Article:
Attacks based on vulnerable or malicious code can go undetected for months and affect businesses, even when cybersecurity defenses are comprehensive and current. Sometimes the software supplier doesn’t even know they’ve been compromised until their downstream clients are attacked or begin to experience problems. Ultimately, any business using the vulnerable software is at risk—making a software supply chain attack one of the most dangerous types of cyberattacks facing businesses today.

Software supply chain attacks can result in significant damage, including business and government espionage, persistent system and network infiltration, reputation damage, and significant financial loss.

Best Practices to Help Prevent and Mitigate Software Supply Chain Attacks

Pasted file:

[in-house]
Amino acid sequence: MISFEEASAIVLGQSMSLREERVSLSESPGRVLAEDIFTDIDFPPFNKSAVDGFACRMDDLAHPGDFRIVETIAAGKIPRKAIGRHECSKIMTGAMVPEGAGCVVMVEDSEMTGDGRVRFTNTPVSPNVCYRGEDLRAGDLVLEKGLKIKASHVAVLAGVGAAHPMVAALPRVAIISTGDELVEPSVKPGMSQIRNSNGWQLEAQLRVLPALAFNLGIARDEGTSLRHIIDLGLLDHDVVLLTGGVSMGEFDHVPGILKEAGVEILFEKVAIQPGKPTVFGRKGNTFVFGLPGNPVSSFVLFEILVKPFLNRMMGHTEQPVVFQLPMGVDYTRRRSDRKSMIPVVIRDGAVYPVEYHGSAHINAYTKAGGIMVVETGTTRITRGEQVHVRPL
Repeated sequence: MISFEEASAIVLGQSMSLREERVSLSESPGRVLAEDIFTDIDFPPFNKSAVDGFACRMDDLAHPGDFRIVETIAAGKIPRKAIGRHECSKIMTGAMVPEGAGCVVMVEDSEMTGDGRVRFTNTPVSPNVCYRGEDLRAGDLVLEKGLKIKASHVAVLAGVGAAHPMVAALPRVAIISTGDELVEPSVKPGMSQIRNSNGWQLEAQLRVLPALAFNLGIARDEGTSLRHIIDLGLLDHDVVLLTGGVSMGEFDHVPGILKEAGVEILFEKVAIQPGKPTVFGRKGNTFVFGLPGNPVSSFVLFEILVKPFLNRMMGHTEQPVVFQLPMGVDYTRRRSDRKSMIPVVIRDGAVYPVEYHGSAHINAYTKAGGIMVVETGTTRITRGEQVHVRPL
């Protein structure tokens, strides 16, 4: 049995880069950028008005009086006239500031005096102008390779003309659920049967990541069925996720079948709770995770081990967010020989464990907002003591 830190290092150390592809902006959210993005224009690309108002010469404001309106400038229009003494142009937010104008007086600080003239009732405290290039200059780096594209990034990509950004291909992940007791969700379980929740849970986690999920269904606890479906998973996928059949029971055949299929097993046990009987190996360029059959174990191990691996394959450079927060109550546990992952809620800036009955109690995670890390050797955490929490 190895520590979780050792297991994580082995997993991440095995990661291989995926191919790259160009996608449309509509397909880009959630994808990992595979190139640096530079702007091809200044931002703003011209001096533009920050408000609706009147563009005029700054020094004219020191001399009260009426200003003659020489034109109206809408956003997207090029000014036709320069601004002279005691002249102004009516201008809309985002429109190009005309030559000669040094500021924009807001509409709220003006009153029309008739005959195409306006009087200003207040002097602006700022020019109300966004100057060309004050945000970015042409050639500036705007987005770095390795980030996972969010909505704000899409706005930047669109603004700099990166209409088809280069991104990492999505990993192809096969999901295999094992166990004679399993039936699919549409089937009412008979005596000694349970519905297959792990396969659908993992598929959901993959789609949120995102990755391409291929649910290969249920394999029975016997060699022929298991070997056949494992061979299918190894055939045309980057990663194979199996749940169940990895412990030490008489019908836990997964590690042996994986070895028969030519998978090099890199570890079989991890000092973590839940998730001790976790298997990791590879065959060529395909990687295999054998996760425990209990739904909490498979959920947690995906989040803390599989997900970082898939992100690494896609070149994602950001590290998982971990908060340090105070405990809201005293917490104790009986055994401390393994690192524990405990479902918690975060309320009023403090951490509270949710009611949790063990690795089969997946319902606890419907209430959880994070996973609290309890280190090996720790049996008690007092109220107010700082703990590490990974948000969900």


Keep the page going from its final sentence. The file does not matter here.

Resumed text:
Both software supplies and software end users need to make sure they’re applying industry best practices to help prevent and remediate software supply chain attacks.

Software Supplier Best Practices

  • Know your web assets and the type of data they hold.
  • Adopt automation where possible, particularly when identifying web assets
  • Use automated tools to conduct scans and monitor to identify code issues, intrusions, behavioral anomalies, and unknown threats.
  • Use tools that automate security policies on JavaScript-based applications.
  • Update and patch and software vulnerabilities regularly.
  • Make sure your infrastructure and processes to deliver software to customers follows cybersecurity best practices.

Business User Best Practices

  • Assess and know your software supplier network, including identifying and documenting all software suppliers and vendors that have access to your networks and systems.